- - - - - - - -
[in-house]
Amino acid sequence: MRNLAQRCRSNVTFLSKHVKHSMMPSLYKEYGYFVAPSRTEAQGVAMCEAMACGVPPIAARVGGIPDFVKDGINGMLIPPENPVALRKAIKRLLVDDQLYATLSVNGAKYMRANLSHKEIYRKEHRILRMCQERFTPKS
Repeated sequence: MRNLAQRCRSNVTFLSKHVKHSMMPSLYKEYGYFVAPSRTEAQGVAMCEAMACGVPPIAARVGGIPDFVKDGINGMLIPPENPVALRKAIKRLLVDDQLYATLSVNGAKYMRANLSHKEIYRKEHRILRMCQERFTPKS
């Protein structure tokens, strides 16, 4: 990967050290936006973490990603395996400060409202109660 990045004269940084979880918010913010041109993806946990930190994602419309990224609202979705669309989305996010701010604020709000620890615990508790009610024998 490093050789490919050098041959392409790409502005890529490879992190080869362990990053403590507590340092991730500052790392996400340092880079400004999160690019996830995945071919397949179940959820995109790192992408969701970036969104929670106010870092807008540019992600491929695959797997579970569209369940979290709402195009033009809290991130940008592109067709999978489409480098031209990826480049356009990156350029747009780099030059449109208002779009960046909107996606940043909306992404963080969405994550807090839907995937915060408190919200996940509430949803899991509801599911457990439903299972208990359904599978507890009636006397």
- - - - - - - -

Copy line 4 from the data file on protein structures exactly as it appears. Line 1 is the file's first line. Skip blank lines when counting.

């Protein structure tokens, strides 16, 4: 990967050290936006973490990603395996400060409202109660 990045004269940084979880918010913010041109993806946990930190994602419309990224609202979705669309989305996010701010604020709000620890615990508790009610024998 490093050789490919050098041959392409790409502005890529490879992190080869362990990053403590507590340092991730500052790392996400340092880079400004999160690019996830995945071919397949179940959820995109790192992408969701970036969104929670106010870092807008540019992600491929695959797997579970569209369940979290709402195009033009809290991130940008592109067709999978489409480098031209990826480049356009990156350029747009780099030059449109208002779009960046909107996606940043909306992404963080969405994550807090839907995937915060408190919200996940509430949803899991509801599911457990439903299972208990359904599978507890009636006397």